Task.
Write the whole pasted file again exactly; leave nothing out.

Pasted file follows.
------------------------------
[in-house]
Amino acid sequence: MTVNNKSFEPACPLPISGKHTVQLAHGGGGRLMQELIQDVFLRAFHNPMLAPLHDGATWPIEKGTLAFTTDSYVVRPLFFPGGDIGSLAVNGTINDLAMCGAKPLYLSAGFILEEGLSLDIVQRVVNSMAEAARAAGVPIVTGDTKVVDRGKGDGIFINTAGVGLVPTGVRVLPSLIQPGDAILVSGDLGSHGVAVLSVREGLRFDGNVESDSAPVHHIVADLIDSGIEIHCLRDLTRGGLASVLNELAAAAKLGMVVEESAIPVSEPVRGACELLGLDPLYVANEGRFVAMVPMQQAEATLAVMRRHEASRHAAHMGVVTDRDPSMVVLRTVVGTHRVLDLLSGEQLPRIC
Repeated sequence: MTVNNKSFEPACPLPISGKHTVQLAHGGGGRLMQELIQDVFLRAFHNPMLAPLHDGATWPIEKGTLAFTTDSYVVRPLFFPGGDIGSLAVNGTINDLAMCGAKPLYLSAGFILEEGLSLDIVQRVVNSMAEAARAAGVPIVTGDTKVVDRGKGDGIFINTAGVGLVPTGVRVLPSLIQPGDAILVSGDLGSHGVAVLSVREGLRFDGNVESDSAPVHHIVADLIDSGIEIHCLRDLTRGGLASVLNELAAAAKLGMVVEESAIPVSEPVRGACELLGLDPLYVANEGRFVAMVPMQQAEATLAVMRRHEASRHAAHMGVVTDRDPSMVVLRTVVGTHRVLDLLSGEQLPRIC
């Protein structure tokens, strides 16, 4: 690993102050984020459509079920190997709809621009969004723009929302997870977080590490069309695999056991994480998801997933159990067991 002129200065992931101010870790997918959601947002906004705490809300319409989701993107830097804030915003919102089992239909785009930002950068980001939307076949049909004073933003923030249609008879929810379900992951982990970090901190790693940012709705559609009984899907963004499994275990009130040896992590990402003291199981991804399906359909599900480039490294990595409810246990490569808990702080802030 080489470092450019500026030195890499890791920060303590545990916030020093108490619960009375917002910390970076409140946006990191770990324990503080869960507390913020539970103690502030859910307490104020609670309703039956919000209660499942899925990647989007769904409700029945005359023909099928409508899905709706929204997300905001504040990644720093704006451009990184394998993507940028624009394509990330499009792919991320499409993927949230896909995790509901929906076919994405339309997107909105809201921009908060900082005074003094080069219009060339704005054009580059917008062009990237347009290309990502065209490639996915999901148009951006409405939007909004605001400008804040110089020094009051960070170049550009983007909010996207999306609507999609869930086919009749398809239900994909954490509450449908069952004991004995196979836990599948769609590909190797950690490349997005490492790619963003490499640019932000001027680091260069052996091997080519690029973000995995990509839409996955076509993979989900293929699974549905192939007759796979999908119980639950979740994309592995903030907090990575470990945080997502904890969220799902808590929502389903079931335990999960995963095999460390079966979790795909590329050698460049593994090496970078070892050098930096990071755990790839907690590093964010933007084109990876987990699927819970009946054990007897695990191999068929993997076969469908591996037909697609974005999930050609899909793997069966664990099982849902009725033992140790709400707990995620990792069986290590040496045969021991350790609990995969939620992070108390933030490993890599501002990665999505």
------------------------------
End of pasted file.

[in-house]
Amino acid sequence: MTVNNKSFEPACPLPISGKHTVQLAHGGGGRLMQELIQDVFLRAFHNPMLAPLHDGATWPIEKGTLAFTTDSYVVRPLFFPGGDIGSLAVNGTINDLAMCGAKPLYLSAGFILEEGLSLDIVQRVVNSMAEAARAAGVPIVTGDTKVVDRGKGDGIFINTAGVGLVPTGVRVLPSLIQPGDAILVSGDLGSHGVAVLSVREGLRFDGNVESDSAPVHHIVADLIDSGIEIHCLRDLTRGGLASVLNELAAAAKLGMVVEESAIPVSEPVRGACELLGLDPLYVANEGRFVAMVPMQQAEATLAVMRRHEASRHAAHMGVVTDRDPSMVVLRTVVGTHRVLDLLSGEQLPRIC
Repeated sequence: MTVNNKSFEPACPLPISGKHTVQLAHGGGGRLMQELIQDVFLRAFHNPMLAPLHDGATWPIEKGTLAFTTDSYVVRPLFFPGGDIGSLAVNGTINDLAMCGAKPLYLSAGFILEEGLSLDIVQRVVNSMAEAARAAGVPIVTGDTKVVDRGKGDGIFINTAGVGLVPTGVRVLPSLIQPGDAILVSGDLGSHGVAVLSVREGLRFDGNVESDSAPVHHIVADLIDSGIEIHCLRDLTRGGLASVLNELAAAAKLGMVVEESAIPVSEPVRGACELLGLDPLYVANEGRFVAMVPMQQAEATLAVMRRHEASRHAAHMGVVTDRDPSMVVLRTVVGTHRVLDLLSGEQLPRIC
């Protein structure tokens, strides 16, 4: 690993102050984020459509079920190997709809621009969004723009929302997870977080590490069309695999056991994480998801997933159990067991 002129200065992931101010870790997918959601947002906004705490809300319409989701993107830097804030915003919102089992239909785009930002950068980001939307076949049909004073933003923030249609008879929810379900992951982990970090901190790693940012709705559609009984899907963004499994275990009130040896992590990402003291199981991804399906359909599900480039490294990595409810246990490569808990702080802030 080489470092450019500026030195890499890791920060303590545990916030020093108490619960009375917002910390970076409140946006990191770990324990503080869960507390913020539970103690502030859910307490104020609670309703039956919000209660499942899925990647989007769904409700029945005359023909099928409508899905709706929204997300905001504040990644720093704006451009990184394998993507940028624009394509990330499009792919991320499409993927949230896909995790509901929906076919994405339309997107909105809201921009908060900082005074003094080069219009060339704005054009580059917008062009990237347009290309990502065209490639996915999901148009951006409405939007909004605001400008804040110089020094009051960070170049550009983007909010996207999306609507999609869930086919009749398809239900994909954490509450449908069952004991004995196979836990599948769609590909190797950690490349997005490492790619963003490499640019932000001027680091260069052996091997080519690029973000995995990509839409996955076509993979989900293929699974549905192939007759796979999908119980639950979740994309592995903030907090990575470990945080997502904890969220799902808590929502389903079931335990999960995963095999460390079966979790795909590329050698460049593994090496970078070892050098930096990071755990790839907690590093964010933007084109990876987990699927819970009946054990007897695990191999068929993997076969469908591996037909697609974005999930050609899909793997069966664990099982849902009725033992140790709400707990995620990792069986290590040496045969021991350790609990995969939620992070108390933030490993890599501002990665999505």